Facebook’s Fake Metaverse Facelift
Zuckerberg’s name change of his social media giant seems all about saving face.
Facebook founder and CEO Mark Zuckerberg announced last week that the social media giant would soon be changing its name. Zuckerberg claimed that his rationale for this decision was to “transition from people seeing us as primarily being a social media company to being a metaverse company.” In other words, as he’s been expanding his company into other ventures, he wants to reframe the image of his company beyond being merely social media. Today social media, tomorrow the … metaverse?
Well, he announced today that he’s chosen: “I am proud to announce that starting today, our company is now Meta.”
The name change will be regarding Facebook Inc., siimilar to how Google changed its corporate name to Alphabet Inc. Each site — Facebook, Instagram, WhatsApp, Oculus, and others — will keep its name under a new parent company name.
“Our mission remains the same still about bringing people together, our apps and their brands, they’re not changing either,” Zuckerberg said. “We’re still the company that designs technology around people, now we have a new North Star to help bring the metaverse to life, and we have a new name that reflects the full breadth of what we do and the future that we want to help build.”
There’s likely another more pressing reason for Zuckerberg’s sudden announcement: Damage control. It’s no secret that Facebook’s brand is increasingly viewed by the majority of the public in a negative light. A former employee “whistleblower’s” testimony before Congress only served to give Zuckerberg’s company a black eye, as Facebook was accused of exploiting users even after determining that its algorithms were producing negative psychological impact. The “whistleblower’s” goal of more censorship is noxious, but she’s not wrong about the negative effects Facebook can have.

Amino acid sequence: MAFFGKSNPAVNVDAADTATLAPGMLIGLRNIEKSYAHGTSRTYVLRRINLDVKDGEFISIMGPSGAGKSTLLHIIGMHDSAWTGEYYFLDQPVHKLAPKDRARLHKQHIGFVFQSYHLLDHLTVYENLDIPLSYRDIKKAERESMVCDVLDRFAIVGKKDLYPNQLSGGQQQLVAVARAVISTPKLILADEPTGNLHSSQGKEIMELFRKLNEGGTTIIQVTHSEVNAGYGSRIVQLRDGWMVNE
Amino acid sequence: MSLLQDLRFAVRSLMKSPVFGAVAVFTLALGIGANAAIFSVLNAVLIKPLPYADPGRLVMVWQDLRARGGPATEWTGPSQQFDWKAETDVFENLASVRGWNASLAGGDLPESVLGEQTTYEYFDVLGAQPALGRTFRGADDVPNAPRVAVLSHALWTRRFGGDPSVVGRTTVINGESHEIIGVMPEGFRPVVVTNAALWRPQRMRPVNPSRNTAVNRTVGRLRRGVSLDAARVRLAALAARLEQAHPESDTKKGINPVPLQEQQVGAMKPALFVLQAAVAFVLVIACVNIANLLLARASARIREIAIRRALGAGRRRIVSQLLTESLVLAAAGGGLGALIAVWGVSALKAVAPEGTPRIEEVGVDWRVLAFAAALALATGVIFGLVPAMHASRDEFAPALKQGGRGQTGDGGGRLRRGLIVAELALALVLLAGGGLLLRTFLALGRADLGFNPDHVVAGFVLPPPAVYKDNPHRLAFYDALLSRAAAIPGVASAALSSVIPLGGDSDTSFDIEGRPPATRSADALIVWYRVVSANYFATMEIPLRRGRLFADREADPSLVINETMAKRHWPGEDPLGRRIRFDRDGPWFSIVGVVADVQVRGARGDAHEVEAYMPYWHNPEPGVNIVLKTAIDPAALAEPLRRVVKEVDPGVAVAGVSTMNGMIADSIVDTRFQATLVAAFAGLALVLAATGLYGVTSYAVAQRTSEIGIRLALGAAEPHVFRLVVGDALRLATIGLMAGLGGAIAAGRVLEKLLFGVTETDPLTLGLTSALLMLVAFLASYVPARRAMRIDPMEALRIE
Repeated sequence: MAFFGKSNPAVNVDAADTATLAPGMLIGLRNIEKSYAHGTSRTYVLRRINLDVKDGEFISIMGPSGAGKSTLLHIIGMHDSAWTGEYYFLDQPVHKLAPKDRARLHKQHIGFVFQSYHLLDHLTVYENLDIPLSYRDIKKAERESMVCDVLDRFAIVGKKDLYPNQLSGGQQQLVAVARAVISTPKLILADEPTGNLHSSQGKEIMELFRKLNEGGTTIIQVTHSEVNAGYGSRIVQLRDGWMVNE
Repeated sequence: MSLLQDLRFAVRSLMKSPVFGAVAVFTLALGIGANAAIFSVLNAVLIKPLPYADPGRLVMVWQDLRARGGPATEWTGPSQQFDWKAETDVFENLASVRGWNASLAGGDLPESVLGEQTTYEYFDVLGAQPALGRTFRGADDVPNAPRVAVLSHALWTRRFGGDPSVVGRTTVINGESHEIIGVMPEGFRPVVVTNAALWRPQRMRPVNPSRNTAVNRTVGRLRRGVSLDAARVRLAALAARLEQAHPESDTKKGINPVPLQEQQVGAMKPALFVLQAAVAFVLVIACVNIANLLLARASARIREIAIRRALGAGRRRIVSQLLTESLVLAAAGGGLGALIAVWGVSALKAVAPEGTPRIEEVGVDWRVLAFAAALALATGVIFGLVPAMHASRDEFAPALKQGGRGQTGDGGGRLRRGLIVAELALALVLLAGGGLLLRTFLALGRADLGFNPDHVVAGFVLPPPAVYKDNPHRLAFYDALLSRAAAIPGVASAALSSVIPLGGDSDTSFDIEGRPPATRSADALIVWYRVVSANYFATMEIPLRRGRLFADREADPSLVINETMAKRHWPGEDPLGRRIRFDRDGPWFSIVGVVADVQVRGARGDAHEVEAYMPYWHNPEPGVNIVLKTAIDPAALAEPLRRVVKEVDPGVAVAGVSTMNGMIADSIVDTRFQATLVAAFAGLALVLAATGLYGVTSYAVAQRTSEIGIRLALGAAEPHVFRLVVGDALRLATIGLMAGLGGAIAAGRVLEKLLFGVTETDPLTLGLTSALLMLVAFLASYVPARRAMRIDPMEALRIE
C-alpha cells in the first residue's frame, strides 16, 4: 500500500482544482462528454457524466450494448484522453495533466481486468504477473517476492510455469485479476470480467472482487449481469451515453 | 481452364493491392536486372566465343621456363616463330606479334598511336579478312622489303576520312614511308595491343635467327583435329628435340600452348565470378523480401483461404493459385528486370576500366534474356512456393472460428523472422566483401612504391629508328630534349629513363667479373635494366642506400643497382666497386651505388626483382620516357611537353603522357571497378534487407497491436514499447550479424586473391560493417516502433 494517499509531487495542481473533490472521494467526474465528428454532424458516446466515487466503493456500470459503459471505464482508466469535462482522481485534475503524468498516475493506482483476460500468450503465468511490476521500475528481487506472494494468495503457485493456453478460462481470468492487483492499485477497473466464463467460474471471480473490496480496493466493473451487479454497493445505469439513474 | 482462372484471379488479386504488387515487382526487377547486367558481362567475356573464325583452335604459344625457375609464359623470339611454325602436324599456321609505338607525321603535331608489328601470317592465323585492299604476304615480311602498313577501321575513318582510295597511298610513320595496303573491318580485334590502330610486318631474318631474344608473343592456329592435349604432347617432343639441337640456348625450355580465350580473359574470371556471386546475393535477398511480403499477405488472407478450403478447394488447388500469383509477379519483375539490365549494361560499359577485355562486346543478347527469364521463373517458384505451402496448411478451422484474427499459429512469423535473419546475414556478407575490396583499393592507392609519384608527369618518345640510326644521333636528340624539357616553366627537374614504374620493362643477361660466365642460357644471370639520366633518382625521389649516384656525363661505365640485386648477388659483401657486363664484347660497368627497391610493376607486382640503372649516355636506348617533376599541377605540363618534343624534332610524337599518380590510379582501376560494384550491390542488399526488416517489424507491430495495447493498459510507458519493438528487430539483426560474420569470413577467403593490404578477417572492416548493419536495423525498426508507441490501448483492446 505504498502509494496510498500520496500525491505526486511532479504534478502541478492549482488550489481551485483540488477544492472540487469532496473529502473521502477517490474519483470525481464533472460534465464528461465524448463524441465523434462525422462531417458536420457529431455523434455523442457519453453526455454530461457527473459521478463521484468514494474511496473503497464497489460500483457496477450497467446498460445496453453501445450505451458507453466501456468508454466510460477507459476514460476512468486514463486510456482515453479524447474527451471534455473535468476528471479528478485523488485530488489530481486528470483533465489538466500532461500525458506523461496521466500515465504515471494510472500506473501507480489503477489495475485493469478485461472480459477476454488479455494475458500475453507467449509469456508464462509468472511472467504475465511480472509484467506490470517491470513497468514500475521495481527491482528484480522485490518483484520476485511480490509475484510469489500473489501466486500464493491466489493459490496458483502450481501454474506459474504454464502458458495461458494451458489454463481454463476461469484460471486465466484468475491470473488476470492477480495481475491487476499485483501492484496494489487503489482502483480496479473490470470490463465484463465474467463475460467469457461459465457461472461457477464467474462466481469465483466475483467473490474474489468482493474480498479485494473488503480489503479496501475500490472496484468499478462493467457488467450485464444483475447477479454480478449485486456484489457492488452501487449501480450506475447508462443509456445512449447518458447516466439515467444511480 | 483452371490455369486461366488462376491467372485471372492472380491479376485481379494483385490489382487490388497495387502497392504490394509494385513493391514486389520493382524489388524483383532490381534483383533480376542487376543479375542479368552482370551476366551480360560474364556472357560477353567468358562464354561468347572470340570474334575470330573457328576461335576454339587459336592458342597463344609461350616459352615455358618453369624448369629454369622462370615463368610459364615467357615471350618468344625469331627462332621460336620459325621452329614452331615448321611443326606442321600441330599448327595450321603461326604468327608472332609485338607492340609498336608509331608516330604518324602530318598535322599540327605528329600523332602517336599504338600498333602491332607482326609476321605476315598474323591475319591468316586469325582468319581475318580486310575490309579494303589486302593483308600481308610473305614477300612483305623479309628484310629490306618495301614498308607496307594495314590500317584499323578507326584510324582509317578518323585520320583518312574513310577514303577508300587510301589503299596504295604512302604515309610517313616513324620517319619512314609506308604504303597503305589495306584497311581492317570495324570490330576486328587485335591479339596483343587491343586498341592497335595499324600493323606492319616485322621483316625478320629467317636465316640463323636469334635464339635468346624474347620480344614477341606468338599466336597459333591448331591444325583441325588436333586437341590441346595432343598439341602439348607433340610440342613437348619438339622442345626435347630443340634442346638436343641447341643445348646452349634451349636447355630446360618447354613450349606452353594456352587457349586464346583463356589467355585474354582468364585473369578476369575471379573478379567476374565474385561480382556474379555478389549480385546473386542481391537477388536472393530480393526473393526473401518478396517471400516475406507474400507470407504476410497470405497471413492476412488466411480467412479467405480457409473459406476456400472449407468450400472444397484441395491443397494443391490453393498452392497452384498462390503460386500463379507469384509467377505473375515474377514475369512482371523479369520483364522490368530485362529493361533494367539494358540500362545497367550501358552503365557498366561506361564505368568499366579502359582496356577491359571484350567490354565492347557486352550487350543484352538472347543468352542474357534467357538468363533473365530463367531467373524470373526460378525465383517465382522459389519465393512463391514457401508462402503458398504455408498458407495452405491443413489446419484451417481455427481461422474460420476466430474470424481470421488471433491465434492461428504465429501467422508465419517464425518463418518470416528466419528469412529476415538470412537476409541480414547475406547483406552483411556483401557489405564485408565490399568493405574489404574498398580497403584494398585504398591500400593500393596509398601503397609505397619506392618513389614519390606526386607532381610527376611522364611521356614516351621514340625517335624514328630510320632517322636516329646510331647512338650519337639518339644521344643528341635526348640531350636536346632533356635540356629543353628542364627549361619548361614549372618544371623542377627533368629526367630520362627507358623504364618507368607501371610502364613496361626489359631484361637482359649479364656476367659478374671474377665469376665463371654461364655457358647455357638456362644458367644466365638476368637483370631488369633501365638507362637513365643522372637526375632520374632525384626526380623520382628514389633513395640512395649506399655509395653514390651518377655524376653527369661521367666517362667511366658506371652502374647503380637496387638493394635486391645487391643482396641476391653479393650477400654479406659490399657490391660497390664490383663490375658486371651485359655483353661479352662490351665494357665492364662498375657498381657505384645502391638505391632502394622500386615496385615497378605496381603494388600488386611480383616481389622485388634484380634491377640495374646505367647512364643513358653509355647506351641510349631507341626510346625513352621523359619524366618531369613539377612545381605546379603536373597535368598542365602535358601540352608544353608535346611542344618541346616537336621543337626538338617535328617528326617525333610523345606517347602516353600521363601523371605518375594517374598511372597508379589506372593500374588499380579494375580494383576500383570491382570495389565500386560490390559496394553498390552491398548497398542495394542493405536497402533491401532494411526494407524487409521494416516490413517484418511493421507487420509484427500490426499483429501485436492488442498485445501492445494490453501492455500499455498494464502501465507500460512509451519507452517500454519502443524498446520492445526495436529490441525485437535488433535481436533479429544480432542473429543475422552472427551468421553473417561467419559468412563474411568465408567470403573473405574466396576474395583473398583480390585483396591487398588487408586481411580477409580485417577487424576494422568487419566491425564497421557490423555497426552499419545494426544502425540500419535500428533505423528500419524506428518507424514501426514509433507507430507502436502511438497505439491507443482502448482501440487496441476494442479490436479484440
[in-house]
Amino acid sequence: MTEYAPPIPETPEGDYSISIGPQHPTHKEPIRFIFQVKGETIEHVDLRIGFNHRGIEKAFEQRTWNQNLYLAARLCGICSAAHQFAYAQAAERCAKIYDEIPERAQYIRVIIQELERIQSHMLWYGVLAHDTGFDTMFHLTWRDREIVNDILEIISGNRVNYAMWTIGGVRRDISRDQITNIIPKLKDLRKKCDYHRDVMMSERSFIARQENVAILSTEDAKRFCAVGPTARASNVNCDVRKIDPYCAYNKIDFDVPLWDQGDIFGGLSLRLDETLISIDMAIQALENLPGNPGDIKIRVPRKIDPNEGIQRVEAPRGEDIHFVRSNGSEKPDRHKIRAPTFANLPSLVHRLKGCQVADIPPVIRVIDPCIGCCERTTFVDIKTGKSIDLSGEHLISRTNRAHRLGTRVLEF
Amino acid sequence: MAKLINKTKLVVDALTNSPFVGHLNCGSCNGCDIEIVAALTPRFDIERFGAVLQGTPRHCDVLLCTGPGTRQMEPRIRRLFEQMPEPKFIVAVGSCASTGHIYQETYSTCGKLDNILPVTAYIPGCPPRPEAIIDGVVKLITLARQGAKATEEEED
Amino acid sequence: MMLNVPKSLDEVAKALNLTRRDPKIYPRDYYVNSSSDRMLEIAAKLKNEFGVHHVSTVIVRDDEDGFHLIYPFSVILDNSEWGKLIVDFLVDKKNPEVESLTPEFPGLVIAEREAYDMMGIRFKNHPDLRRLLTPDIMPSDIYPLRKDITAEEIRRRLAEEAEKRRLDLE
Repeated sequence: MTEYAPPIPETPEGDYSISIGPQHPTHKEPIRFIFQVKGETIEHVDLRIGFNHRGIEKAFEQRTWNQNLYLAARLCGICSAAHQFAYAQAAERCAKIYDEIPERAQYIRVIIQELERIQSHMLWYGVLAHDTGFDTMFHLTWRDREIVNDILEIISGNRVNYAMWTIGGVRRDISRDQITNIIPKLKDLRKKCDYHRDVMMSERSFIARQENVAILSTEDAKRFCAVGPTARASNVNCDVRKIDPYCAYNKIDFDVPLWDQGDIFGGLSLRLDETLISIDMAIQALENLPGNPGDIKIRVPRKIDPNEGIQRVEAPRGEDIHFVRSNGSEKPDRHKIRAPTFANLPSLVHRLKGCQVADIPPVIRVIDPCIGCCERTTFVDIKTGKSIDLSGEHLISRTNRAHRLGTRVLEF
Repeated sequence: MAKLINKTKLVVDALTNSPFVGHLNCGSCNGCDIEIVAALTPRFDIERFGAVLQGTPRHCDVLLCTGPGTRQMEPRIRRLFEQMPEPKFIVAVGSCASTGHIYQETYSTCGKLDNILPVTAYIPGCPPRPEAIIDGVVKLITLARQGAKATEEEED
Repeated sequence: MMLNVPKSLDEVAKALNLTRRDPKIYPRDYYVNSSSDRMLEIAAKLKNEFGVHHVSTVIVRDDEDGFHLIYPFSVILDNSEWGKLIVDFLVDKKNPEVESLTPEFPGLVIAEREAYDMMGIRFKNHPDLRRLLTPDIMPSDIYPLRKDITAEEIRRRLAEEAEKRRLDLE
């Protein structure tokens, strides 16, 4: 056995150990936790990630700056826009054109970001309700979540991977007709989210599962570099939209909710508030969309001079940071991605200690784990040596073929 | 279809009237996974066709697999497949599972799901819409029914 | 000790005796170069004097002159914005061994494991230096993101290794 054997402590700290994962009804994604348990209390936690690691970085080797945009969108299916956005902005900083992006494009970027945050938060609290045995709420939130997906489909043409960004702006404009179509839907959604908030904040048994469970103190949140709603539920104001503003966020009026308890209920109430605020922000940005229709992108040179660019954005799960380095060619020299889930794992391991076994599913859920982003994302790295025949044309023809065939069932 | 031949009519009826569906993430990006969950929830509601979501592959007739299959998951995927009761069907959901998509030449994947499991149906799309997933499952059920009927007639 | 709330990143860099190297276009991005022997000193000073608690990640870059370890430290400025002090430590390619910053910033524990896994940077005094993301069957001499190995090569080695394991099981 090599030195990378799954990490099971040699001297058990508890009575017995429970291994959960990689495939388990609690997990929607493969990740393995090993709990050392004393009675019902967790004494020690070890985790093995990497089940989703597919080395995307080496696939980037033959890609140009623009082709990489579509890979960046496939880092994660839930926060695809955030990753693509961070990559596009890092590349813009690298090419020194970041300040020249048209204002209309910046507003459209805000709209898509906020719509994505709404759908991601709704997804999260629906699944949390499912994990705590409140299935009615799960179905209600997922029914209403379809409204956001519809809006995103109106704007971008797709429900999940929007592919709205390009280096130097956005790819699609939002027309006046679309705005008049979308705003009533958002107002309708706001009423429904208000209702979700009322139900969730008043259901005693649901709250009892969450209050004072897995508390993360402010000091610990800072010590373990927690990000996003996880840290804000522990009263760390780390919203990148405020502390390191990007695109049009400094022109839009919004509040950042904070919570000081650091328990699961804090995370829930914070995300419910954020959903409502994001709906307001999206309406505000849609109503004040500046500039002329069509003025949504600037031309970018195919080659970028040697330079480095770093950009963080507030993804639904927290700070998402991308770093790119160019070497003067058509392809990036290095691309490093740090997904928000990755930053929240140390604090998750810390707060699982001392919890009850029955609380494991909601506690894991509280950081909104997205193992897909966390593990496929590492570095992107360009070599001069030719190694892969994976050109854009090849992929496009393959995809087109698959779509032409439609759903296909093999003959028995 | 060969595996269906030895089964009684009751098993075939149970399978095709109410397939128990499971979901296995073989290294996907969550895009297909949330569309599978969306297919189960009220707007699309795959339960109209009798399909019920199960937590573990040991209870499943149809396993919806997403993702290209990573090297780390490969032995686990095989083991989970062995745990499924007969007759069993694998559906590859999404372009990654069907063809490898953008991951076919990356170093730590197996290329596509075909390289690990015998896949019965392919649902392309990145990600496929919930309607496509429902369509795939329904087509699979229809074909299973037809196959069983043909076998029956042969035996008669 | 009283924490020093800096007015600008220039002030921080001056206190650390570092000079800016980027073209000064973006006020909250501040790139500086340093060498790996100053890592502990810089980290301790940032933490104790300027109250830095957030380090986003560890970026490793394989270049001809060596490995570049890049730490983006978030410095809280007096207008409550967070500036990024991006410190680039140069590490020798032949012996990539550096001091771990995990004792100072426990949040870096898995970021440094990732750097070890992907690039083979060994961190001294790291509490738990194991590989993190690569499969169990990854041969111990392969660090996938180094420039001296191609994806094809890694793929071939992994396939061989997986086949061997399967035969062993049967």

Meanwhile, conservative outlets like our humble little shop have long noted Facebook’s efforts to suppress and outright censor conservative content. In fact, more whistleblowers have revealed discussions and efforts to develop more means to censor right-wing stories and sites.
As a result, both political parties appear to have it out for Facebook, though — as we have repeatedly observed — for very different reasons. Republicans complain about the social media giant infringing on users’ free speech due to its censorship practices, whereas Democrats complain that Facebook is not doing enough censorship of conservative content.
Perhaps Zuckerberg would love nothing better than to disassociate his company from its declining public image. Facebook’s name is now mud, so the quick solution is to … get a new name. By renaming, he aims to give Facebook the appearance of a real transition without any significant change. After all, engaging in any real changes like ending censorship practices or getting rid of the targeted “news feed” algorithm that effectively shadow-bans conservative content is a bridge too far.
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